The research is published today in The Lancet Infectious Diseases by Professor Timothy Walsh, from the School of Medicine, who collaborated on this ground-breaking work with scientists from South China Agricultural University.
The MCR-1 gene was found on plasmids, mobile DNA that can be easily copied and transferred between different bacteria suggesting an alarming potential to spread and diversify between different bacterial populations.
Professor Walsh is an expert in antibiotic resistance and is best known for his discovery in 2011 of the NDM-1 disease-causing antibiotic-resistant superbug, in New Delhi’s drinking water supply. Speaking of the discovery, he said:
“The emergence of the MCR-1 gene in China heralds a disturbing breach of the last group of antibiotics – polymixins – and an end to our last line of defence against infection.
“The rapid spread of similar antibiotic-resistant genes such as NDM-1 suggests that all antibiotics will soon be futile in the face of previously treatable gram-negative bacterial infections such as E.coli and salmonella.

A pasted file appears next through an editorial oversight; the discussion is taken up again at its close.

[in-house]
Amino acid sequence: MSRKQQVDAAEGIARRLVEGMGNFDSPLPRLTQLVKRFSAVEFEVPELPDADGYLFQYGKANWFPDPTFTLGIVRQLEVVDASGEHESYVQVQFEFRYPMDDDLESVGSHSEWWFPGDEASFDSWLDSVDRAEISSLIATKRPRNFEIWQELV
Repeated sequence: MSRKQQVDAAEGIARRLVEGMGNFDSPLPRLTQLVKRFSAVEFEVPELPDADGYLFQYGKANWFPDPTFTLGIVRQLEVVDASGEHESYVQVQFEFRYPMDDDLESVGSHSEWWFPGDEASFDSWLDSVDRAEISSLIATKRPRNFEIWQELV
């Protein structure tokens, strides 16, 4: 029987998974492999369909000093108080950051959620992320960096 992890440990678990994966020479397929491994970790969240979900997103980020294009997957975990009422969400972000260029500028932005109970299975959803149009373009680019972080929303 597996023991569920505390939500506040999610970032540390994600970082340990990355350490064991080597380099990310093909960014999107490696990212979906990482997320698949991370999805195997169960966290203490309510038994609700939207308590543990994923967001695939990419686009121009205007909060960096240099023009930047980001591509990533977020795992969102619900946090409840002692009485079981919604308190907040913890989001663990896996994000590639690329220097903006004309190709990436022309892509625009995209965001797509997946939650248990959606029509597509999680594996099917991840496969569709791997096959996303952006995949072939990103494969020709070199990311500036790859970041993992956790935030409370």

“Our investigations in China found that MCR-1 is already prevalent in E.coli samples found in live animals and meat products, and in a small number of human cases.
“We now have evidence to suggest that MCR-1-positive E.coli has spread beyond China, to Laos and Malaysia, which is deeply concerning.
“The potential for MCR-1 to become a global issue will depend on the continued use of polymixin antibiotics, such as colistin, on animals, both in and outside China; the ability of MCR-1 to spread through human strains of E.coli; and the movement of people across China’s borders.
“MCR-1 is likely to spread to the rest of the world at an alarming rate unless we take a globally coordinated approach to combat it.
“In the absence of new antibiotics against resistant gram-negative pathogens, the effect on human health posed by this new gene cannot be underestimated.”
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